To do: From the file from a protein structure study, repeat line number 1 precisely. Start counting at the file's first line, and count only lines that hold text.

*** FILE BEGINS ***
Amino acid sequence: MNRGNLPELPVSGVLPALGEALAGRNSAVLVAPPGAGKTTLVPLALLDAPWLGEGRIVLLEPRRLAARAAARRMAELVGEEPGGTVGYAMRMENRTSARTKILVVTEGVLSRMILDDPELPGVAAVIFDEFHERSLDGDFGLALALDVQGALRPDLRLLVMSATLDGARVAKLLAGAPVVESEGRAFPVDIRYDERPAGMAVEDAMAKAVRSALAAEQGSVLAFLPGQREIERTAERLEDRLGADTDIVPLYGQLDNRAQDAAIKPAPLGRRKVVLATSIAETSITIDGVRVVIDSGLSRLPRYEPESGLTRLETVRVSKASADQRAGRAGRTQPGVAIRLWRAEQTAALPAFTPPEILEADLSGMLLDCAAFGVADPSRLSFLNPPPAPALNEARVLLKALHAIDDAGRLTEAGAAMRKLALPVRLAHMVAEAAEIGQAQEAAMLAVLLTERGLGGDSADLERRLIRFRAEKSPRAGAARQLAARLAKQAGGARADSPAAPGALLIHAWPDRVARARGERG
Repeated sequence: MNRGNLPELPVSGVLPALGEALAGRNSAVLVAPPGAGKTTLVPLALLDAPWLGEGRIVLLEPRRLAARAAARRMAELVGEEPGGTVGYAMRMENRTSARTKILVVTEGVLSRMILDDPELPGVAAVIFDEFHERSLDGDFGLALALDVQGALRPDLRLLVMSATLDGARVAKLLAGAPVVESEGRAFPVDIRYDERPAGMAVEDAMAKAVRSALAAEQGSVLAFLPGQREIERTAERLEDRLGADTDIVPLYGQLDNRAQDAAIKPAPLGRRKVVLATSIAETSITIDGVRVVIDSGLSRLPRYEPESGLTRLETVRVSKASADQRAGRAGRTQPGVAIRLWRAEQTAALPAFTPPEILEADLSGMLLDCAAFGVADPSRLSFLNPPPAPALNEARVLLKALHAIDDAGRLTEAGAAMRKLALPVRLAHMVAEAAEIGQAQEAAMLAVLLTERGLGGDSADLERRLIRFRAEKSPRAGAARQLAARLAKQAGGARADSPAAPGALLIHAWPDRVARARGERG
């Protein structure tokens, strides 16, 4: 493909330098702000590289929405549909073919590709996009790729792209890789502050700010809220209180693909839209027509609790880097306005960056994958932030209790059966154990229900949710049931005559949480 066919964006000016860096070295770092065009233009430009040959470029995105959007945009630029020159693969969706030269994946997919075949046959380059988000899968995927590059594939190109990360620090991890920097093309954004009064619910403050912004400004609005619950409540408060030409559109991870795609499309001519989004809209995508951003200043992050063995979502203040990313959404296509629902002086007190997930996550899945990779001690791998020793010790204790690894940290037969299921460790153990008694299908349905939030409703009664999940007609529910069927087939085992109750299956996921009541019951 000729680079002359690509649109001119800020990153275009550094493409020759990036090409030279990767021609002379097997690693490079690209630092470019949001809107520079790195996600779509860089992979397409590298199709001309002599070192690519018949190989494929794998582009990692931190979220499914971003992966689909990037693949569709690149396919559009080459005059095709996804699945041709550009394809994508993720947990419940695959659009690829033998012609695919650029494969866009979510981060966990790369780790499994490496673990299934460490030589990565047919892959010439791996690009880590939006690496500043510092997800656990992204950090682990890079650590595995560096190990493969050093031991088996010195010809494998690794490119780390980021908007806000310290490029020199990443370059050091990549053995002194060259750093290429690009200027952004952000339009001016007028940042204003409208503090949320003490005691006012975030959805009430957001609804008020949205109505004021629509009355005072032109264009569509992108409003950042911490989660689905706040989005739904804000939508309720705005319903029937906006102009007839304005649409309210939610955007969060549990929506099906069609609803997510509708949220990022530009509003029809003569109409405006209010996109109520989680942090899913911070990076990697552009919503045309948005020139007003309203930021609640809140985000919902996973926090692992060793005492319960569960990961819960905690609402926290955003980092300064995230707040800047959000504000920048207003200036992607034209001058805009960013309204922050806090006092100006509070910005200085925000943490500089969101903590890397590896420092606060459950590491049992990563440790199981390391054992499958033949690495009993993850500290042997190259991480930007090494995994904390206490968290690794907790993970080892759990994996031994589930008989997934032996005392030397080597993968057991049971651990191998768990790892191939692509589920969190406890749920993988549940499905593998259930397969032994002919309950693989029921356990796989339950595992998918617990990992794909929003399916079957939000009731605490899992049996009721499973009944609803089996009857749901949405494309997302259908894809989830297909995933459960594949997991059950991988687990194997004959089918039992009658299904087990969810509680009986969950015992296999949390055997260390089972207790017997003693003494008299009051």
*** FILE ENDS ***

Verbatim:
Amino acid sequence: MNRGNLPELPVSGVLPALGEALAGRNSAVLVAPPGAGKTTLVPLALLDAPWLGEGRIVLLEPRRLAARAAARRMAELVGEEPGGTVGYAMRMENRTSARTKILVVTEGVLSRMILDDPELPGVAAVIFDEFHERSLDGDFGLALALDVQGALRPDLRLLVMSATLDGARVAKLLAGAPVVESEGRAFPVDIRYDERPAGMAVEDAMAKAVRSALAAEQGSVLAFLPGQREIERTAERLEDRLGADTDIVPLYGQLDNRAQDAAIKPAPLGRRKVVLATSIAETSITIDGVRVVIDSGLSRLPRYEPESGLTRLETVRVSKASADQRAGRAGRTQPGVAIRLWRAEQTAALPAFTPPEILEADLSGMLLDCAAFGVADPSRLSFLNPPPAPALNEARVLLKALHAIDDAGRLTEAGAAMRKLALPVRLAHMVAEAAEIGQAQEAAMLAVLLTERGLGGDSADLERRLIRFRAEKSPRAGAARQLAARLAKQAGGARADSPAAPGALLIHAWPDRVARARGERG